My top tips to help you be the amazing mother I am.

Do you ever read my posts and wish you were as good a mother as I am? I knew it, so sit back and I’ll let you in on some of my secrets.

My life as the perfect mother began the moment I held my first baby, a daughter, in my arms. I knew I’d be a great mother, possibly even the greatest mother and I would of course raise the perfect child. That child would grow up to be clever, perfectly behaved and of course eminently successful in life.

All went well until the first night.photo credit: Jack Fussell via photopin cc

Yes, I think it was on that very first night that I left the road of lofty ambitions and changed direction. My reality was never going to happen, as I had not pencilled in the fact that my child would not have read the same books I had and worse again, she would have her own mind.

So I muddled through doing just about everything I swore I’d never do. Over the past twenty four years I’ve allowed my children sleep in my bed, eat all sorts of sweets, drink fizzy drinks and watch copious amounts of television. If I’m truthful Barney reared the first two and Bear in the big blue house the next two. When they became teenagers I watched their skirts get shorter and their tops rise up their bellies. Second holes appeared in their ears and their belly buttons were also pierced. They shouted most disrespectfully at me on many occasions and their father was definitely not a figure they feared.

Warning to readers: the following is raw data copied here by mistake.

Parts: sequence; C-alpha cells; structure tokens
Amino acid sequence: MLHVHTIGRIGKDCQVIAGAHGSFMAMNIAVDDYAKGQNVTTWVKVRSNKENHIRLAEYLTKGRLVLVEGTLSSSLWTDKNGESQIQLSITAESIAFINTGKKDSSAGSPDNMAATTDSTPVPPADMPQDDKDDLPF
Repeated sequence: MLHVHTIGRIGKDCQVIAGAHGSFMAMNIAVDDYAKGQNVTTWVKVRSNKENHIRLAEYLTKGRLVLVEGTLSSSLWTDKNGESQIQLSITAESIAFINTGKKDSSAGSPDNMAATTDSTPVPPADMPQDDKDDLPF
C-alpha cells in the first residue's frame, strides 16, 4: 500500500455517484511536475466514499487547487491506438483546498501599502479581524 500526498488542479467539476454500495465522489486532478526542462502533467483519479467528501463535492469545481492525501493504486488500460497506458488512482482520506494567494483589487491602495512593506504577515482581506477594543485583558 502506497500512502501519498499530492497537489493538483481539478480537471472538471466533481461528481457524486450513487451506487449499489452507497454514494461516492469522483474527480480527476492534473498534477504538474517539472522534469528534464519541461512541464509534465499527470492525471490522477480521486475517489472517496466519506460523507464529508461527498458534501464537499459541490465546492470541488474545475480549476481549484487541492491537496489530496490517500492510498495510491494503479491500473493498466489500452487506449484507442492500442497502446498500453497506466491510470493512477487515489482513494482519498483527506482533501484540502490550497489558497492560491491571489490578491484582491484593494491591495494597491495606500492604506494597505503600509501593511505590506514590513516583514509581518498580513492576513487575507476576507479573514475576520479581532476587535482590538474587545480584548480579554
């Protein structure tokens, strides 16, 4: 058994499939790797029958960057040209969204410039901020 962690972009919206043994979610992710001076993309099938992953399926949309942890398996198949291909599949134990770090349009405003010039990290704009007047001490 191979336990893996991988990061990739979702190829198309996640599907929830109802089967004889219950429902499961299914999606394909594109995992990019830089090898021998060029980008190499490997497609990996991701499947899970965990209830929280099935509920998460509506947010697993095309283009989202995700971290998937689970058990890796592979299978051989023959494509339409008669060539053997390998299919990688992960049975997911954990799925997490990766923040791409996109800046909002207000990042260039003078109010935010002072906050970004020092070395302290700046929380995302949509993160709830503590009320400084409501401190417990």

I wasn’t stupid though and I learned many things along the way.

1. Listen to all they are not telling me.

“You’re home early”.

“Ye the party was boring”.

Lies, there was definitely a story there.

2. When you say something, mean it.

“Clean your room”.untidy bedroom

“Ye”

“I said clean your room, or else…”

“Chill mum, I will”.

I was not in need of chilling! This situation may or may not have been sorted by me going into the room and throwing everything on the floor out of the window, because I meant what I said.

“Put that plate in the dishwasher when you’re finished”

“I will, I always do”.

“You never do”.

Later I note spaghetti stained plate is still in the sitting room.

Much later…

“Mum you psycho!”